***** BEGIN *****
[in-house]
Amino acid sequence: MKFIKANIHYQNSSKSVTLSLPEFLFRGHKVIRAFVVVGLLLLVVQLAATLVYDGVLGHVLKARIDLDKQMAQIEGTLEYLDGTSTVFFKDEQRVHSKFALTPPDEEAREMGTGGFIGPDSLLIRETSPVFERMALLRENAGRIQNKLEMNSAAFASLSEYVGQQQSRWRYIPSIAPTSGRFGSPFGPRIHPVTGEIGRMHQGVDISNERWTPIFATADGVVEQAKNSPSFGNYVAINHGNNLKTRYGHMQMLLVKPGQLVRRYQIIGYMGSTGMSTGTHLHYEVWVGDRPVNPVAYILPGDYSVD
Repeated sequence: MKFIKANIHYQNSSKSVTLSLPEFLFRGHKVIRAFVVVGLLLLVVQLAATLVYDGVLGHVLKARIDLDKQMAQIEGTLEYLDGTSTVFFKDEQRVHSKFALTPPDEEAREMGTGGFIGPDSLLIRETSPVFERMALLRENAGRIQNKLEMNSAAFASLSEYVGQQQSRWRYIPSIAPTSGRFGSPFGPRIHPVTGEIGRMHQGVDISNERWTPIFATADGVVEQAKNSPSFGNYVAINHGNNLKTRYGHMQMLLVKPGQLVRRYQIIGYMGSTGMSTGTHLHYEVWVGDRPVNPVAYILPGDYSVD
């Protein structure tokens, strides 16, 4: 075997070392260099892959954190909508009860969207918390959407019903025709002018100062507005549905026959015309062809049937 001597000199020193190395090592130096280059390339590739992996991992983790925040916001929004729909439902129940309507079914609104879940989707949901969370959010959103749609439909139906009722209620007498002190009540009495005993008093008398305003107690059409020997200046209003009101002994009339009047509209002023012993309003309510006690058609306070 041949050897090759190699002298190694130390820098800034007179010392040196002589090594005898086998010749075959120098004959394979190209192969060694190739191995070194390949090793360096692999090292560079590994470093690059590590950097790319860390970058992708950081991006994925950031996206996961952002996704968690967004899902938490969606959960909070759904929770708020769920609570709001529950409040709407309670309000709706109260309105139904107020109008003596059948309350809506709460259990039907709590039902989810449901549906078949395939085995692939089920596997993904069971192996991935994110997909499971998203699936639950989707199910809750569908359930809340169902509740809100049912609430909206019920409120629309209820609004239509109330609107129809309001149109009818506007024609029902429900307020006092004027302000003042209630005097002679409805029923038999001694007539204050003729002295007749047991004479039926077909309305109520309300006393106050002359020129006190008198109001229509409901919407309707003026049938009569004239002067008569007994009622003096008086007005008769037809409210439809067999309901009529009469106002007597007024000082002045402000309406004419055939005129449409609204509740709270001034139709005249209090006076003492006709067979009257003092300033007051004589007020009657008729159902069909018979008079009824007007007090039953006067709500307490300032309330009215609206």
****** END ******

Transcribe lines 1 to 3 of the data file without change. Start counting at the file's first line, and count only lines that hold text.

[in-house]
Amino acid sequence: MKFIKANIHYQNSSKSVTLSLPEFLFRGHKVIRAFVVVGLLLLVVQLAATLVYDGVLGHVLKARIDLDKQMAQIEGTLEYLDGTSTVFFKDEQRVHSKFALTPPDEEAREMGTGGFIGPDSLLIRETSPVFERMALLRENAGRIQNKLEMNSAAFASLSEYVGQQQSRWRYIPSIAPTSGRFGSPFGPRIHPVTGEIGRMHQGVDISNERWTPIFATADGVVEQAKNSPSFGNYVAINHGNNLKTRYGHMQMLLVKPGQLVRRYQIIGYMGSTGMSTGTHLHYEVWVGDRPVNPVAYILPGDYSVD
Repeated sequence: MKFIKANIHYQNSSKSVTLSLPEFLFRGHKVIRAFVVVGLLLLVVQLAATLVYDGVLGHVLKARIDLDKQMAQIEGTLEYLDGTSTVFFKDEQRVHSKFALTPPDEEAREMGTGGFIGPDSLLIRETSPVFERMALLRENAGRIQNKLEMNSAAFASLSEYVGQQQSRWRYIPSIAPTSGRFGSPFGPRIHPVTGEIGRMHQGVDISNERWTPIFATADGVVEQAKNSPSFGNYVAINHGNNLKTRYGHMQMLLVKPGQLVRRYQIIGYMGSTGMSTGTHLHYEVWVGDRPVNPVAYILPGDYSVD